I picked this book because it was different from what I usually find. Still, while life may offer its challenges—often in the form of distractingly comely Parisiennes—there is always time for a good bottle and a home-cooked meal. Martin Walker came to fiction late, and he seems satisfied to use a store-bought Write Your Own Mystery kit: pick a genre procedural a setting rural France a protagonist sensitive loner cop , and away he goes, writing a Engish as bald and clunky as a sophomore essay. Bruno will be the Maigret of the Dordogne. If you can't afford that vacation in the south of France this year, Bruno may be the next best thing.
Denis as it was before as possible. Bruno is chief of the police municipale, and the one and only officer on the local force, in the Périgord town of St Denis where he reports to the Mayor. Bruno Courrege is police captain in St. He is also an orphan who never had a proper home until he arrived in St Denis. A paean to the Dordogne, an exploration of fractious French history, and the debut of the most self-possessed, accomplished, even-tempered, life-savoring Holmesian character ever, Walker's first Bruno novel proves once and for all that heavyweight journalists can write mystery novels. Something dangerous is afoot in St.
He lives in Washington, D. At the time of writing this, I am already reading the third in the series and will continue to read on. The peaceful rutiny of St. He spends his days dealing with minor issues and helping resolve them while looking out for the good of his community. He has empathy and guts, patience and understanding. It also gives a good bit of insight into the issues and challenges for contemporary France.
The crime which disturbs the idyllic commune of St Denis has its origins in France's troubled past and provokes outbreaks of the politically inspired violence that simmers beneath the placid and agreeable surface presented to tourists. I loved it because I knew enough about France that I could follow the journey of the main character. The detective, Bruno, is an appealing character, who has a few demons from the past, but loves his life in St Denis, a small town in the Dordogne. His writing style of bringing serious issues, really dark history and daily experiences to the table, without a neurotic, dark undercurrant, works in his favor, in my book at least. He has a gun but never wears it; he has the power to arrest but never uses it.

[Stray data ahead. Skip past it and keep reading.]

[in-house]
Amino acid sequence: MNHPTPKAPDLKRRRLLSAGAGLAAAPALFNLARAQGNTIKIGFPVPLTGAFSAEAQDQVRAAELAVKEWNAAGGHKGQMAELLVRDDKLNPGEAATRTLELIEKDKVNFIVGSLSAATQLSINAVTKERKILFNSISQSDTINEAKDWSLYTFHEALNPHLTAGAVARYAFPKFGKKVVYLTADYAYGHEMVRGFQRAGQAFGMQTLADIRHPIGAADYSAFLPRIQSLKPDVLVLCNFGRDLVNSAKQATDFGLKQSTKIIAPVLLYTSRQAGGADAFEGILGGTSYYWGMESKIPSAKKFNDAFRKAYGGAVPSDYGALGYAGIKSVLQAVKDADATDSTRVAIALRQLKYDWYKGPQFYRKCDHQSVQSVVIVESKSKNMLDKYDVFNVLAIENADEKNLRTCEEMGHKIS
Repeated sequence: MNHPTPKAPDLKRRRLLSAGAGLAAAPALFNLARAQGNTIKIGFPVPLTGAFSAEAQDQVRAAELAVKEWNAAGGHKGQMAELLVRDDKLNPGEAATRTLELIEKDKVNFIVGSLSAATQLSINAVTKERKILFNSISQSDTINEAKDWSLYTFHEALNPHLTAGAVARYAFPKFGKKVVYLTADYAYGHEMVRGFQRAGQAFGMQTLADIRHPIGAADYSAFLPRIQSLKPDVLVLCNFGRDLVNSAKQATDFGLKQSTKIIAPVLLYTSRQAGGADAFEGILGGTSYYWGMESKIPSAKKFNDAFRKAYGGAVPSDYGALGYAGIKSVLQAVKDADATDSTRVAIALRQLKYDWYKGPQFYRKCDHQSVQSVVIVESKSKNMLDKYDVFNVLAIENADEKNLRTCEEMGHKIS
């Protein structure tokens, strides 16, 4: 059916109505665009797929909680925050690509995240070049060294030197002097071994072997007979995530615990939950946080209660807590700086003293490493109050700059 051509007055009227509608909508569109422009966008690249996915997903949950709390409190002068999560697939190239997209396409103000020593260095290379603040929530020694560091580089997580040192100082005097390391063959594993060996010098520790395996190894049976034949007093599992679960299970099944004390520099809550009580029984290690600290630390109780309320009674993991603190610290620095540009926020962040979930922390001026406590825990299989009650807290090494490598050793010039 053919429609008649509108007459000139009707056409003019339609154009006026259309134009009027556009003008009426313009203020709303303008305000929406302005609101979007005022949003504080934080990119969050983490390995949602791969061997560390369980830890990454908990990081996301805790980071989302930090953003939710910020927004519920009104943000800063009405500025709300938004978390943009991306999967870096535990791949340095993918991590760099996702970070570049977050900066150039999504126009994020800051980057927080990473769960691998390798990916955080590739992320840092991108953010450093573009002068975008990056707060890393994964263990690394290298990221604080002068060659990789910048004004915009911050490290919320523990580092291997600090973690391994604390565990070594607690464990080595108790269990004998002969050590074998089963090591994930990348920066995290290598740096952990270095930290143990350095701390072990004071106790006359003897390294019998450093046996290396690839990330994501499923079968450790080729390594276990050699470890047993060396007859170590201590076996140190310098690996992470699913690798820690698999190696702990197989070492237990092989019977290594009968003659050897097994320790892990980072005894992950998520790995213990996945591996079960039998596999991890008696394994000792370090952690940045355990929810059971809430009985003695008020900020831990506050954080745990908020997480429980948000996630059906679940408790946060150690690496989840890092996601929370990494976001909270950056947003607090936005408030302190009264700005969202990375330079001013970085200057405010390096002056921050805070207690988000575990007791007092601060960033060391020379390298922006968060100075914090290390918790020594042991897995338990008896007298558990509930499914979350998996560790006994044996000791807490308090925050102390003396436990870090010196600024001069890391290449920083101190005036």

Martin Walker has got off to a flying start in what promises to be a great series. What we have here instead is a lovely, lyrical, and eminently enjoyable immersion into the life of a small fictional village in the real Dordogne in south-central France, a region famous for wine and amazing country cuisine. I felt the ending was perfect and realistic considering the events occurred in a small rural town setting. Can this one stand alone Yes. When a local scholar turns up dead, Bruno suspects unnatural causes.
If it works and I think it does we have to thank Walker's decades of reporting the sad political history of Europe 1950-2000. But then the murder of an elderly North African who fought in the French army changes all that. The food is gourmet and the inspector is thoughtful but emotionally damaged. Walker and his Bruno offer an enchanting introduction into this very real world. Like the book itself, life in St Denis is rich and slow-paced; the residents as inter-connected and dependent on each other as they are with the land they share. I enjoyed this light mystery and its charming policeman.
Then there is a new chef of the Gendarme who overvalues his own importance and insight and is bound to make a mess due to a lack of insight. The story and the characters grabbed me from page one and never let go. The first chapter opens on a beautiful day in May, with Bruno Courreges, St. The pace of the books is happily not unlike the pace of the setting. It is the first book of the series. Above all, he is a beloved, but also a seriously underestimated policeman. The first chapter opens on a beautiful day in May, with Bruno Courreges, St.
I figured out the mystery halfway through--never a good thing--and I never really got to know any of the characters as well as I wanted to. Walker's love of the place shines through. The detective, Bruno, is an appealing character, who has a few demons from the past, but loves his life in St Denis, a small town in the Dordogne. Throw in a little tension between Bruno and a young Police Nationale upstart, a mystery that keeps you guessing, the leisurely pace of the area, tennis! Denis is a small village in Perigot in the south of present-day France. Bruno -- as he is affectionately nicknamed -- may be the town's only municipal policeman, but in the hearts and minds of its denizens, he is chief of police. As they learn more about the dead man's past, Bruno's suspicions turn toward a more complex motive. That is until the commune has its fir I'm adding this to my favorite series shelf after reading just the first of seven Bruno, Chief of Police books.